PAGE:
I struggle with the social media model of today. My Instagram probably has more photos of my dog and wife than it does of me climbing! I don’t mind posting a photo of myself climbing here and there, but if that’s all it is then I’m not comfortable with it. I’m conflicted with the example that is set if all you present is me, me, me. I miss the days where I could do my climbing, and have third parties make the media. It feels healthier. I don’t want to be a person who you might meet in life and think, “they’re cool” but then think they’re an annoying narcissist based on their social media. As best I can, I try to be who I am at all times. I don’t want to live behind a fake online persona. I don’t want people to be my friends because they think I’m popular and I don’t want to climb with people just because they're popular. I want to climb and hang out with people that I think are good people. Being a good climber doesn’t make you a good person.
I met my now wife, Melissa Rudick, when I moved back to New Mexico. She had been living in Yosemite and Santa Cruz, and had also just moved back to the state. She had become involved in rope access due to the financial benefits and free time the job offers. She convinced me to get certified as well. From there we took on rope access jobs together and then we got involved in the training and certification process and we spent a few years managing an IRATA training center which was founded by our friend Connor Turley and his company Altius.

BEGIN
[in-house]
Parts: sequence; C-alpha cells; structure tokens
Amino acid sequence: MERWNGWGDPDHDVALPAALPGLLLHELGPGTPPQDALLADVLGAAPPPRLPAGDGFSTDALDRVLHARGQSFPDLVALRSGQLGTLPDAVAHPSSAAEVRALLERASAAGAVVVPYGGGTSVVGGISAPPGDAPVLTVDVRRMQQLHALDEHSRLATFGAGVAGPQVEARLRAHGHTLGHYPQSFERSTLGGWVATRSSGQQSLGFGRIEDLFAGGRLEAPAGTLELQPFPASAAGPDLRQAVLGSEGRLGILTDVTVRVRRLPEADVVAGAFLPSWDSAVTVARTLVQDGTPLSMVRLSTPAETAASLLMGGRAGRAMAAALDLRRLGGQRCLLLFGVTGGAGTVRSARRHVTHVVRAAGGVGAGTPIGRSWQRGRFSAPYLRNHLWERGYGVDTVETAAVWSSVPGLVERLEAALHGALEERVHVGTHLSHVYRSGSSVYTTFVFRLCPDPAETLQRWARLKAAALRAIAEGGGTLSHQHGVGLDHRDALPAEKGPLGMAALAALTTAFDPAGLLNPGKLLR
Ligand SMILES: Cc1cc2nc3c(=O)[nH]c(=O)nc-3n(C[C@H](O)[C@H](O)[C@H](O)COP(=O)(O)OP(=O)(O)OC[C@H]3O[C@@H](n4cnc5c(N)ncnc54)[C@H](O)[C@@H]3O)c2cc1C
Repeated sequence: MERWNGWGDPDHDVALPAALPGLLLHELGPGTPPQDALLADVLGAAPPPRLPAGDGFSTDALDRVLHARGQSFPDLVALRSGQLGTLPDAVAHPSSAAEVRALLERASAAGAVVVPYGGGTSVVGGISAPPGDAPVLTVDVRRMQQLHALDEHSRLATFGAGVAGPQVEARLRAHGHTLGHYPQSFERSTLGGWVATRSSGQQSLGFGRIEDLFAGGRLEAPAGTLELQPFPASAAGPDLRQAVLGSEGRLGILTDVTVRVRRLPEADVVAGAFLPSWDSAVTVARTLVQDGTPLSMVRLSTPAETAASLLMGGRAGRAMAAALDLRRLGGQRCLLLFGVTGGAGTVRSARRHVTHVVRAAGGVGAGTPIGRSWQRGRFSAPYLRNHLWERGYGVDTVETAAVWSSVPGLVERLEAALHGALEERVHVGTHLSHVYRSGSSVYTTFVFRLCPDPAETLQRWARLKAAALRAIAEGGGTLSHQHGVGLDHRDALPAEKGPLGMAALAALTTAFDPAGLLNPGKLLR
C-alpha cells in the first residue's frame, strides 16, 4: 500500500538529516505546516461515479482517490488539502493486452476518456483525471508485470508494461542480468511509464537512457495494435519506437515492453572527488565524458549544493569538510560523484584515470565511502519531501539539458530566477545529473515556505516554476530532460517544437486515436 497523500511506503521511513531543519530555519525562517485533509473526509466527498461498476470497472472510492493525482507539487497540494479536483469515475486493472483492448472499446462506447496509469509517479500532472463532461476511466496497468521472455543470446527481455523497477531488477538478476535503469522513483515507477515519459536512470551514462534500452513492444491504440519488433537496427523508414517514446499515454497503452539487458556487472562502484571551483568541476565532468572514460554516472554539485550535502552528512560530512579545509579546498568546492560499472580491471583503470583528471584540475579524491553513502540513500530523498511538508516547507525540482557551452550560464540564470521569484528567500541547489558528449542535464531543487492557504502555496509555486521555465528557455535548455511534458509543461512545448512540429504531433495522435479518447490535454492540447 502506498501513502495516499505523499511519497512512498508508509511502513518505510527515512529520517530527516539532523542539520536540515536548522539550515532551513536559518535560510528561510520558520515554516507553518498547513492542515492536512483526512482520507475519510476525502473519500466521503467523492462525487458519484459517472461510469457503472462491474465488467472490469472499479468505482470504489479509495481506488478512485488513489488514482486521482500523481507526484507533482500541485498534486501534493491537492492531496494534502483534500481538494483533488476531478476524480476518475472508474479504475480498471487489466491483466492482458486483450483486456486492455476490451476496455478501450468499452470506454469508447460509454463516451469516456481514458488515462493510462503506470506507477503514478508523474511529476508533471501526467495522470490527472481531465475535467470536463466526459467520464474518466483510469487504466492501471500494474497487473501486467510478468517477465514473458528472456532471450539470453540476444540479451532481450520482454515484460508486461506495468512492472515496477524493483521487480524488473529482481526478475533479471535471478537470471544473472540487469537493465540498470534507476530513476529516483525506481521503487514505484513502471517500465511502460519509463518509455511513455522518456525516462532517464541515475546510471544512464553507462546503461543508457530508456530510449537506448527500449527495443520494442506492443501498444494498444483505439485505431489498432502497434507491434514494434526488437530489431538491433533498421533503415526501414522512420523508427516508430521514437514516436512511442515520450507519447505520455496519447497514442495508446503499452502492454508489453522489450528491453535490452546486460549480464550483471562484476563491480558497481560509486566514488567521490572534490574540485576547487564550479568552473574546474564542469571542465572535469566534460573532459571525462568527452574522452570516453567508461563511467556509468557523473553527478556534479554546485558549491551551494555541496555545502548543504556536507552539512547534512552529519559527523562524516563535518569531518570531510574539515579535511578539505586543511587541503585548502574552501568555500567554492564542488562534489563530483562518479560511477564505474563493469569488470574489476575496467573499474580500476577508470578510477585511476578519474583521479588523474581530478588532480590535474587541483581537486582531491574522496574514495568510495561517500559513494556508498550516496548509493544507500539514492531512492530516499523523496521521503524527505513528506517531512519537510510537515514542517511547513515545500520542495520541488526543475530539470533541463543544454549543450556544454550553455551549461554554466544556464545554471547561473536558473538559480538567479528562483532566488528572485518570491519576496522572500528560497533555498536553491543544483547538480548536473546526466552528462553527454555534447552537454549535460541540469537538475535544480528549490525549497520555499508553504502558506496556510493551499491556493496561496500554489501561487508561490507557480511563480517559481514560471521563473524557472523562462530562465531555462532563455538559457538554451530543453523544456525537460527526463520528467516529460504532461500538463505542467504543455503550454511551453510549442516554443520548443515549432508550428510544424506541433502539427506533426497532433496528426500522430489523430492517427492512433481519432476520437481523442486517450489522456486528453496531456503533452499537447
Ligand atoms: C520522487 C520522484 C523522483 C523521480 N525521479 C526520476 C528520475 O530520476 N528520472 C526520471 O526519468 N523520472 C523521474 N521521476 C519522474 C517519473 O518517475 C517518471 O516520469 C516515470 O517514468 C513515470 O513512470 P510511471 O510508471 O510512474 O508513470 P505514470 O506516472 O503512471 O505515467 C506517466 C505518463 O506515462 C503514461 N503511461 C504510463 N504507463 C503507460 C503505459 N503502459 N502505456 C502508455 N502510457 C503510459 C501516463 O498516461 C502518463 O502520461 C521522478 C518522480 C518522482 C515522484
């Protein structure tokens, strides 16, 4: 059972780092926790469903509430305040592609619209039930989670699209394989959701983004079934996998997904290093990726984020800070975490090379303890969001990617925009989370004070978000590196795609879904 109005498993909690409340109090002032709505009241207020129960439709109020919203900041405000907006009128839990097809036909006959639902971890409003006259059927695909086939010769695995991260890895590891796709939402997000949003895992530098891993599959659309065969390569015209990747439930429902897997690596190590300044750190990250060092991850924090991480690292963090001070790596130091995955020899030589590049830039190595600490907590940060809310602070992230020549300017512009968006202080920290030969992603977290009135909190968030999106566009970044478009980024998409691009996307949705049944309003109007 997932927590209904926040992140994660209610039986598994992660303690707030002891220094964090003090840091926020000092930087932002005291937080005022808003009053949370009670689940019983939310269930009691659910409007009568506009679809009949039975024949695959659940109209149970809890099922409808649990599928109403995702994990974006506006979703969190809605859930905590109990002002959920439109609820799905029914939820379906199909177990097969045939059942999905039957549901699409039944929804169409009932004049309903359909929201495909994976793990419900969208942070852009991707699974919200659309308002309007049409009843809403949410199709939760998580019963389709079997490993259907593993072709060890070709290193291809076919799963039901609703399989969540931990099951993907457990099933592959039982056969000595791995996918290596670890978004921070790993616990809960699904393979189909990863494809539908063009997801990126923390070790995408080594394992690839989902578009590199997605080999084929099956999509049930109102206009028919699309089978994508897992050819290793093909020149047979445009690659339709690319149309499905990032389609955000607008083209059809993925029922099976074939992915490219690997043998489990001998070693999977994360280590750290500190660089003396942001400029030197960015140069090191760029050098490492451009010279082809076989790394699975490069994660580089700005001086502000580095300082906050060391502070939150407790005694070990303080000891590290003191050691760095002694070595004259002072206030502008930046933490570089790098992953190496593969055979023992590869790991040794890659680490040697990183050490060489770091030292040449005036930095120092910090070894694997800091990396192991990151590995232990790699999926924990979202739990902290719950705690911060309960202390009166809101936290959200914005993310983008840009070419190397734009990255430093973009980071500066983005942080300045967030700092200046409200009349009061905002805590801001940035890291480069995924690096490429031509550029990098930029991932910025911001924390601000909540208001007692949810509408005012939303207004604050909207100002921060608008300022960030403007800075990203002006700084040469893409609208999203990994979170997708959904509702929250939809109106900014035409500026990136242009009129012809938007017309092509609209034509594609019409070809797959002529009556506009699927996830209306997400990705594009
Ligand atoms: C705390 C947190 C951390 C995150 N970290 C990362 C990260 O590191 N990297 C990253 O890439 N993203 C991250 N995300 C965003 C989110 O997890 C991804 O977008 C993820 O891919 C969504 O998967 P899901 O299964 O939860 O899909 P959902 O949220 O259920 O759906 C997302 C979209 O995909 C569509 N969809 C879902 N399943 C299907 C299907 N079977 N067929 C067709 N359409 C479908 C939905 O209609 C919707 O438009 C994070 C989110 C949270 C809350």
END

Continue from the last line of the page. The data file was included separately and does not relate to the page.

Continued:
It was a great time. In 2014 we moved to Austin, Texas to be closer to the main training center in Houston. Austin has some fantastic limestone, music and food. It’s a really vibrant city. It turned out that I was really well suited to the climbing there and in this period I did some of my hardest climbing to date. The highlight was my first ascent of M.e. i eat dust, which might be a 9a+. I’m sure Jonathan Siegrist will repeat it this winter and let us know where it falls. I also did an 8b+ flash. It’s called, Blood red and going down.
In 2018 a unique opportunity to move to Europe presented itself. Vertical-Life was looking for native English speakers to help with sales, copyrighting and client services. I had moved to supervising rope access work in the field. I was supporting an inspection project in Alaska. I was responsible for creating safe access systems and being the stand-by rescue for the inspectors. I would work four weeks at a time, 7 days a week followed by four weeks of vacation. We would work in conditions up to -30C in total darkness in winter. It was a bit like being on an expedition at times.